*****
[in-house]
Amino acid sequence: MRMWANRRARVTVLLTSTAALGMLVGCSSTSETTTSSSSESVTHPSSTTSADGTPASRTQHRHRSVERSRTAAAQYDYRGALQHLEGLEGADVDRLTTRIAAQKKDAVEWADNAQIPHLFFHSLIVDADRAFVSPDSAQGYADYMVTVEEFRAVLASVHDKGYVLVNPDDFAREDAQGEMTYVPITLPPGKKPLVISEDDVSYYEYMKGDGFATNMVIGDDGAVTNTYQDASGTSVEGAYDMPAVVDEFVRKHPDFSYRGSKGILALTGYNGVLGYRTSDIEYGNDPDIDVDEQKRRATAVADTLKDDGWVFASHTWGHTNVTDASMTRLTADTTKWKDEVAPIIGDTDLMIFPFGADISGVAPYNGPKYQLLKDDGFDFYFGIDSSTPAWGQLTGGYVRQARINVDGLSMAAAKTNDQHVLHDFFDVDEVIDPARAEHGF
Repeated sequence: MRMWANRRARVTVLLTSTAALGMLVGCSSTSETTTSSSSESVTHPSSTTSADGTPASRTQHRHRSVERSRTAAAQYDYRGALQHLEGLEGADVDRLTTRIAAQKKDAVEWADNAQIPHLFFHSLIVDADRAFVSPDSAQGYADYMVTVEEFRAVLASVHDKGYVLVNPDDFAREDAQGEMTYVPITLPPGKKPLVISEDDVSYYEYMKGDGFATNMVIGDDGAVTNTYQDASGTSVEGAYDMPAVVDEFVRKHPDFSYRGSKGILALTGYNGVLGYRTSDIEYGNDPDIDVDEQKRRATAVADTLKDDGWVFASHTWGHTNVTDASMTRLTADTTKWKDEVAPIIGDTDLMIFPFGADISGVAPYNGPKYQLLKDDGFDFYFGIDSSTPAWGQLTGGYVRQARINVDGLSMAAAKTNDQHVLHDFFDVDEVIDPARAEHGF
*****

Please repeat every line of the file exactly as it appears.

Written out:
[in-house]
Amino acid sequence: MRMWANRRARVTVLLTSTAALGMLVGCSSTSETTTSSSSESVTHPSSTTSADGTPASRTQHRHRSVERSRTAAAQYDYRGALQHLEGLEGADVDRLTTRIAAQKKDAVEWADNAQIPHLFFHSLIVDADRAFVSPDSAQGYADYMVTVEEFRAVLASVHDKGYVLVNPDDFAREDAQGEMTYVPITLPPGKKPLVISEDDVSYYEYMKGDGFATNMVIGDDGAVTNTYQDASGTSVEGAYDMPAVVDEFVRKHPDFSYRGSKGILALTGYNGVLGYRTSDIEYGNDPDIDVDEQKRRATAVADTLKDDGWVFASHTWGHTNVTDASMTRLTADTTKWKDEVAPIIGDTDLMIFPFGADISGVAPYNGPKYQLLKDDGFDFYFGIDSSTPAWGQLTGGYVRQARINVDGLSMAAAKTNDQHVLHDFFDVDEVIDPARAEHGF
Repeated sequence: MRMWANRRARVTVLLTSTAALGMLVGCSSTSETTTSSSSESVTHPSSTTSADGTPASRTQHRHRSVERSRTAAAQYDYRGALQHLEGLEGADVDRLTTRIAAQKKDAVEWADNAQIPHLFFHSLIVDADRAFVSPDSAQGYADYMVTVEEFRAVLASVHDKGYVLVNPDDFAREDAQGEMTYVPITLPPGKKPLVISEDDVSYYEYMKGDGFATNMVIGDDGAVTNTYQDASGTSVEGAYDMPAVVDEFVRKHPDFSYRGSKGILALTGYNGVLGYRTSDIEYGNDPDIDVDEQKRRATAVADTLKDDGWVFASHTWGHTNVTDASMTRLTADTTKWKDEVAPIIGDTDLMIFPFGADISGVAPYNGPKYQLLKDDGFDFYFGIDSSTPAWGQLTGGYVRQARINVDGLSMAAAKTNDQHVLHDFFDVDEVIDPARAEHGF